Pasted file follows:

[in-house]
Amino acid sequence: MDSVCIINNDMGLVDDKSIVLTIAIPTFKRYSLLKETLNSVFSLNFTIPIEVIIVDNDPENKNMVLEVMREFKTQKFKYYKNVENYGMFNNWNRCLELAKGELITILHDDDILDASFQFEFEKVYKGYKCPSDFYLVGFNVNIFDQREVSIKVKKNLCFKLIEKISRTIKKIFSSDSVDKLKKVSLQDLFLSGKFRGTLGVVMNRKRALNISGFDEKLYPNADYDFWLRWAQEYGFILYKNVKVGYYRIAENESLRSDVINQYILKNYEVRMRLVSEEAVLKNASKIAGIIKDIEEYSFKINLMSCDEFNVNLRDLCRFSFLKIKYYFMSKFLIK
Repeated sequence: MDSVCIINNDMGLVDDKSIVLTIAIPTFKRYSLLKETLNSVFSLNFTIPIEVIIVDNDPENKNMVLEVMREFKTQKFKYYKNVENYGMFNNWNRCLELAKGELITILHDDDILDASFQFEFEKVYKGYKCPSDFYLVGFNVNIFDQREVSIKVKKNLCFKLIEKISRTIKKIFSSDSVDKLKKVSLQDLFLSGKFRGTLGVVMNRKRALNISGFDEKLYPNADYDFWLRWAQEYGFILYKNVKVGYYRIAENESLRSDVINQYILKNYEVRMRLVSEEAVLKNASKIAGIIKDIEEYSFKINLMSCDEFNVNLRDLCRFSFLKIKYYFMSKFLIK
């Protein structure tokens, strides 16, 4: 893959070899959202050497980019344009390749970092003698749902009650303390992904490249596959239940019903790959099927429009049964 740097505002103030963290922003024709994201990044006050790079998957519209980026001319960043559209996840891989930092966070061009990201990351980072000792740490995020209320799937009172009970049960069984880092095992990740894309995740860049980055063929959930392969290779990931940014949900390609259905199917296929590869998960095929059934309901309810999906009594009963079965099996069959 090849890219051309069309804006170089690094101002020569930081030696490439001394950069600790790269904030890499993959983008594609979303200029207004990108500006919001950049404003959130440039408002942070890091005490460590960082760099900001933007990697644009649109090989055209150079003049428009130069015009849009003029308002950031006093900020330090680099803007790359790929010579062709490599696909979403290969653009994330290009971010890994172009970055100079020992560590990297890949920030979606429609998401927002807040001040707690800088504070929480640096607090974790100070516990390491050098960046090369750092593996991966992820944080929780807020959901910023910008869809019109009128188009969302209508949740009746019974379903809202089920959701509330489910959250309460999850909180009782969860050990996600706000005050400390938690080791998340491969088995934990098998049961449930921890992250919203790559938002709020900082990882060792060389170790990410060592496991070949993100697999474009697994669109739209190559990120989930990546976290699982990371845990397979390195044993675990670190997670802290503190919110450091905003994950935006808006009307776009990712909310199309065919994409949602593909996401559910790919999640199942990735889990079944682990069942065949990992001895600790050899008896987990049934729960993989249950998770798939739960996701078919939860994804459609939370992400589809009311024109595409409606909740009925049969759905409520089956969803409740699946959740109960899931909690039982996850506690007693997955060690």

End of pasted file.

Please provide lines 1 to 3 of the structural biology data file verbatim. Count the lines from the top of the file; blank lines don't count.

[in-house]
Amino acid sequence: MDSVCIINNDMGLVDDKSIVLTIAIPTFKRYSLLKETLNSVFSLNFTIPIEVIIVDNDPENKNMVLEVMREFKTQKFKYYKNVENYGMFNNWNRCLELAKGELITILHDDDILDASFQFEFEKVYKGYKCPSDFYLVGFNVNIFDQREVSIKVKKNLCFKLIEKISRTIKKIFSSDSVDKLKKVSLQDLFLSGKFRGTLGVVMNRKRALNISGFDEKLYPNADYDFWLRWAQEYGFILYKNVKVGYYRIAENESLRSDVINQYILKNYEVRMRLVSEEAVLKNASKIAGIIKDIEEYSFKINLMSCDEFNVNLRDLCRFSFLKIKYYFMSKFLIK
Repeated sequence: MDSVCIINNDMGLVDDKSIVLTIAIPTFKRYSLLKETLNSVFSLNFTIPIEVIIVDNDPENKNMVLEVMREFKTQKFKYYKNVENYGMFNNWNRCLELAKGELITILHDDDILDASFQFEFEKVYKGYKCPSDFYLVGFNVNIFDQREVSIKVKKNLCFKLIEKISRTIKKIFSSDSVDKLKKVSLQDLFLSGKFRGTLGVVMNRKRALNISGFDEKLYPNADYDFWLRWAQEYGFILYKNVKVGYYRIAENESLRSDVINQYILKNYEVRMRLVSEEAVLKNASKIAGIIKDIEEYSFKINLMSCDEFNVNLRDLCRFSFLKIKYYFMSKFLIK